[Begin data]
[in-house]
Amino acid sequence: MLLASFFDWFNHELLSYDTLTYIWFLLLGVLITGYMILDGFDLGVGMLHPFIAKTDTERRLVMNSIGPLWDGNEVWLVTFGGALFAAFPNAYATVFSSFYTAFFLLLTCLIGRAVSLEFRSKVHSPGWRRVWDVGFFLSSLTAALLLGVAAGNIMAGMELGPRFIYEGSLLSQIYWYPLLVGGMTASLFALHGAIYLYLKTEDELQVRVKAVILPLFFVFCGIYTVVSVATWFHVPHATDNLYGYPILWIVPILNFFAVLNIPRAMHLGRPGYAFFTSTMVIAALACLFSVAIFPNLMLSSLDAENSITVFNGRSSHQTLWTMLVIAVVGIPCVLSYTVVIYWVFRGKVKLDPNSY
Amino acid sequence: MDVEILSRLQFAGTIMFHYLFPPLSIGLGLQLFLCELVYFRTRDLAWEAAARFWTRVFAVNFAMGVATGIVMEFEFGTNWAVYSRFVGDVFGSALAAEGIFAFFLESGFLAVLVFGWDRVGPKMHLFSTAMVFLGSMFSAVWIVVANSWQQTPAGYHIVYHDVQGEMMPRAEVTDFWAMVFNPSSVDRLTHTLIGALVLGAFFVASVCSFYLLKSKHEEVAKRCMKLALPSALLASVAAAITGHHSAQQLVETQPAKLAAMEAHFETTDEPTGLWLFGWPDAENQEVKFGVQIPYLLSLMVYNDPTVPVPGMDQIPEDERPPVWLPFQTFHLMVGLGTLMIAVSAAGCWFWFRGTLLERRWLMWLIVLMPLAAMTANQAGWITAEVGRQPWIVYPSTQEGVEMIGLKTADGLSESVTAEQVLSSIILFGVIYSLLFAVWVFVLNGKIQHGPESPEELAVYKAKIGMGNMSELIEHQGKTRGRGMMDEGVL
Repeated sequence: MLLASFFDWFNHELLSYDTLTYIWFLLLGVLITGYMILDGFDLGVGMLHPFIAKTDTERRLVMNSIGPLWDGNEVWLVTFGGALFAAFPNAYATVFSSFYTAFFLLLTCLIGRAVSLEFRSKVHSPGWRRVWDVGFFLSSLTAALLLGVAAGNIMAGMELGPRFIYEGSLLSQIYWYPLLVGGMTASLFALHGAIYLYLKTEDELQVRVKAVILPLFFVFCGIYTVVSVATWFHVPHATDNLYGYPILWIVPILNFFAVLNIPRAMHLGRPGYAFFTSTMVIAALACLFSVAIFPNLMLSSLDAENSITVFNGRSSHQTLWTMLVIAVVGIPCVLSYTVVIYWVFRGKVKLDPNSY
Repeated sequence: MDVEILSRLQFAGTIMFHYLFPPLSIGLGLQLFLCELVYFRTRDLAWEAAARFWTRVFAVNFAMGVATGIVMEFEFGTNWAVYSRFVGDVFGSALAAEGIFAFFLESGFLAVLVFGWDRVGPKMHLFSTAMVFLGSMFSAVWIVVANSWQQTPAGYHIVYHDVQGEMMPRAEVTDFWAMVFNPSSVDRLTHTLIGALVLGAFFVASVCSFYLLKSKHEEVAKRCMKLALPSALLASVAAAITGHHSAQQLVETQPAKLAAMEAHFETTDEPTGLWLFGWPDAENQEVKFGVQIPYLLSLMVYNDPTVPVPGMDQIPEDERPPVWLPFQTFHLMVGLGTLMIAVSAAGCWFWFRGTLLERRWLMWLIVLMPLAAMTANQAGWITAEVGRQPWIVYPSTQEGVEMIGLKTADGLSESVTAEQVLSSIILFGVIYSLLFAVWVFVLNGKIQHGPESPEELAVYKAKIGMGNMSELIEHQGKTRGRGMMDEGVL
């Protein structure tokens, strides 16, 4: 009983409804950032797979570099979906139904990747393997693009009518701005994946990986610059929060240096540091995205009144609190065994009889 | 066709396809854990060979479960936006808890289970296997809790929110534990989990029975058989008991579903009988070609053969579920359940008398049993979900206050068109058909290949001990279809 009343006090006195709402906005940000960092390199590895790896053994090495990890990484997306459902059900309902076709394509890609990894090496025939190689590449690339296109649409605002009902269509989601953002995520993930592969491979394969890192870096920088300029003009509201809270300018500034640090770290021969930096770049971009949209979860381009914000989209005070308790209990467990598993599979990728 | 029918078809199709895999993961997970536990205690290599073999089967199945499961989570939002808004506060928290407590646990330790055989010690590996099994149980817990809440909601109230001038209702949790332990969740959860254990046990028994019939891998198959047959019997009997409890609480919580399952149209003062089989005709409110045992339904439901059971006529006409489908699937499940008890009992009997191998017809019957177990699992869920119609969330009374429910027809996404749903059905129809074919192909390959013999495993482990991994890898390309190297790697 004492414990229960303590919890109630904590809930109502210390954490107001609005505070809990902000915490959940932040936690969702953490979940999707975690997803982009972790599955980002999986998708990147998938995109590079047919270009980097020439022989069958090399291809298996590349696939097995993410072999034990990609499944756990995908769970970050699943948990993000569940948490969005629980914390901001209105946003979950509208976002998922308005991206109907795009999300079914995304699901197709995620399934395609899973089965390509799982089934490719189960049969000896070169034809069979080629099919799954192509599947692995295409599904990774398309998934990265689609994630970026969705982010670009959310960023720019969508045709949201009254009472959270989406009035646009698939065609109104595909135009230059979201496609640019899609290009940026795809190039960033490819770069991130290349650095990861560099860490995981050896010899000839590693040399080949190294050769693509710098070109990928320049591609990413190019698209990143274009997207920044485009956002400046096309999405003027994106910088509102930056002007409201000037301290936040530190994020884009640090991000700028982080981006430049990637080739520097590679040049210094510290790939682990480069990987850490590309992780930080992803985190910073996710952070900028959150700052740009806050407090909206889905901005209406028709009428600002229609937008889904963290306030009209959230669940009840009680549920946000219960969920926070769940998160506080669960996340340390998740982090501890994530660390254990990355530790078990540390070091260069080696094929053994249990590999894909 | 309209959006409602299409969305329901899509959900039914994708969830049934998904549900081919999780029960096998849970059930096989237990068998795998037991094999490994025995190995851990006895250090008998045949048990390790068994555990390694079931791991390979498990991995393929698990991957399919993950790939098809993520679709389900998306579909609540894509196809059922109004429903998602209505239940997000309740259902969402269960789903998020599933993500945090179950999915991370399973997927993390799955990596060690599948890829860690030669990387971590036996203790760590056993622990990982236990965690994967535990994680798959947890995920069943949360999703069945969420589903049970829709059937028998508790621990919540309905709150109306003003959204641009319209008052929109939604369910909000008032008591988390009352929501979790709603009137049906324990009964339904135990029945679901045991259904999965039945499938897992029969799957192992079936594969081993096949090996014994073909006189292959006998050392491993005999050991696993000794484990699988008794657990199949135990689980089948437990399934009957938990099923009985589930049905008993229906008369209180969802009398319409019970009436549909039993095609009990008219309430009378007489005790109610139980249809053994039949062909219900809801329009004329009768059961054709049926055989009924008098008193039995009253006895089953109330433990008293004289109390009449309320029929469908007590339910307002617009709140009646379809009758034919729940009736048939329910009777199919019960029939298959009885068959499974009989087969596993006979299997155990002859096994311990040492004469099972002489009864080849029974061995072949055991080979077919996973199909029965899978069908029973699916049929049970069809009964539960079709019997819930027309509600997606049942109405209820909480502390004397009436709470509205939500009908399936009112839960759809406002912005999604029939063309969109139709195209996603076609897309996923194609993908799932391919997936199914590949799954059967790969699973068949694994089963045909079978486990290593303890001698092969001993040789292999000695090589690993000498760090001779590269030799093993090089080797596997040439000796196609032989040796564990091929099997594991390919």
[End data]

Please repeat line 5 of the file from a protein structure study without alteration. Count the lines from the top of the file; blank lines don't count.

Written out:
Repeated sequence: MDVEILSRLQFAGTIMFHYLFPPLSIGLGLQLFLCELVYFRTRDLAWEAAARFWTRVFAVNFAMGVATGIVMEFEFGTNWAVYSRFVGDVFGSALAAEGIFAFFLESGFLAVLVFGWDRVGPKMHLFSTAMVFLGSMFSAVWIVVANSWQQTPAGYHIVYHDVQGEMMPRAEVTDFWAMVFNPSSVDRLTHTLIGALVLGAFFVASVCSFYLLKSKHEEVAKRCMKLALPSALLASVAAAITGHHSAQQLVETQPAKLAAMEAHFETTDEPTGLWLFGWPDAENQEVKFGVQIPYLLSLMVYNDPTVPVPGMDQIPEDERPPVWLPFQTFHLMVGLGTLMIAVSAAGCWFWFRGTLLERRWLMWLIVLMPLAAMTANQAGWITAEVGRQPWIVYPSTQEGVEMIGLKTADGLSESVTAEQVLSSIILFGVIYSLLFAVWVFVLNGKIQHGPESPEELAVYKAKIGMGNMSELIEHQGKTRGRGMMDEGVL